The Devil and the Deep Blue Sea [itch.io|VNDB] This otome game follows a young woman—nameable but called Maddie by default—who takes a summer job on a cruise ship that turns out to be a lot more than she bargained for. Her best friend and roommate Bridgette is one of the love interests, alongside another co-worker named Karl and a mysterious musician named Connor. Maddie’s gruelling customer service job is depicted in such realistic and vivid detail that I found those mundane work scenes to be the most well-written part—but those who’d rather not be reminded of the unpleasantness of minimum wage employment need not wait long before the story’s supernatural elements start to creep in. I also really appreciated the really snarky dialogue options, like having the chance to reply to a man saying, “Pretty girls like you should always have a reason to smile,” with, “So if I was ugly, you’d be okay with me being miserable?” And the adorable Bridgette makes a lovely companion for dealing with normal and paranormal issues alike.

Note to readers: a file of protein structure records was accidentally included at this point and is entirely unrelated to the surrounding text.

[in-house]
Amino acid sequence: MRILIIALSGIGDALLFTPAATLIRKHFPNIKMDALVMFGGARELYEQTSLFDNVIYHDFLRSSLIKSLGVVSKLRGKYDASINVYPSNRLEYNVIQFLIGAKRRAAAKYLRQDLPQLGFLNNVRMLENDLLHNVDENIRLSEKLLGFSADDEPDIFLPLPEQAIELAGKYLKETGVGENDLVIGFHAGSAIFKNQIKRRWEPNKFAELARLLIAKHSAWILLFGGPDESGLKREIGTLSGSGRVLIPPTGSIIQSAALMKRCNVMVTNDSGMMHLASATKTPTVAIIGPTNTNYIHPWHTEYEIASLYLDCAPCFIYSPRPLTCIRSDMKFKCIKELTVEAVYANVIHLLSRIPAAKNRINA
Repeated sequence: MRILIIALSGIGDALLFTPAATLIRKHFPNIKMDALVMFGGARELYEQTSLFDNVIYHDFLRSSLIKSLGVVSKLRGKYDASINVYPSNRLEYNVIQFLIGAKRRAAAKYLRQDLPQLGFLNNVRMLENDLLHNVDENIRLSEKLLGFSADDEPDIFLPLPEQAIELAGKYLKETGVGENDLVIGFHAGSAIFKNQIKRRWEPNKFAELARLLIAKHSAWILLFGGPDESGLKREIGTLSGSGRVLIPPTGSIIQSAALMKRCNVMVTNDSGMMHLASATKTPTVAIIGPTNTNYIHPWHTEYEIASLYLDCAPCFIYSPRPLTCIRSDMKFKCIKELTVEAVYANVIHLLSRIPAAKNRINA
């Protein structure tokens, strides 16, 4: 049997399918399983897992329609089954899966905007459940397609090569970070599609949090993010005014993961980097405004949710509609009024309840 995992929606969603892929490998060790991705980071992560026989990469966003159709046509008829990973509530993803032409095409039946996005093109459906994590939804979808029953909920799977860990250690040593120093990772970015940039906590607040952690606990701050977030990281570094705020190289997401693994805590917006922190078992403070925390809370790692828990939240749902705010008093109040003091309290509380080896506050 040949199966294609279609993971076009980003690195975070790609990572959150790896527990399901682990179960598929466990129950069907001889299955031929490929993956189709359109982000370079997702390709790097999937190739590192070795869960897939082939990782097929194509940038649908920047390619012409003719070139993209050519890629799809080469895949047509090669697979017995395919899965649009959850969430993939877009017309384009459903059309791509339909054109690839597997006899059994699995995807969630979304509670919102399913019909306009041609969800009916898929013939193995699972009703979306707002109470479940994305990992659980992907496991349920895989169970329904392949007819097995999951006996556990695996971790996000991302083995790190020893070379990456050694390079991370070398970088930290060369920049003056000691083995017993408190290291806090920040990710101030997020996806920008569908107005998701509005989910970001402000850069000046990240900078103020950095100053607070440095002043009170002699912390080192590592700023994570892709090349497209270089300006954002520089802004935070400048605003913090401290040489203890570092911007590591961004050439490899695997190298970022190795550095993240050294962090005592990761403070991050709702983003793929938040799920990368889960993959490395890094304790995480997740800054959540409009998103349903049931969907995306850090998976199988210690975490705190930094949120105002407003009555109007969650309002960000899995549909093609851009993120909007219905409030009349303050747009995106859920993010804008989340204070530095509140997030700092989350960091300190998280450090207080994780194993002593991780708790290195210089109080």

A Beautiful Ride to Carlisle [itch.io|VNDB] A Beautiful Ride to Carlisle is a short and sweet story about two young women, one of whom is blind, getting to know each other on a train ride. What little narration it has is written in third-person and past-tense, which is really interesting to see in a visual novel, since so many of them are in first-person present-tense instead. That contrast from the norms of the medium, combined with the fairly formal way the characters tend to speak, gives the whole story an atmosphere that reminds me more of classic literature than other digital narratives. It also has a lovely soft art style that fits that tone very well, and plenty of little variations on the positioning of the sprites even though they spend most of their time sitting down on a train. I hope to see more releases from new developer Little Viktoria soon.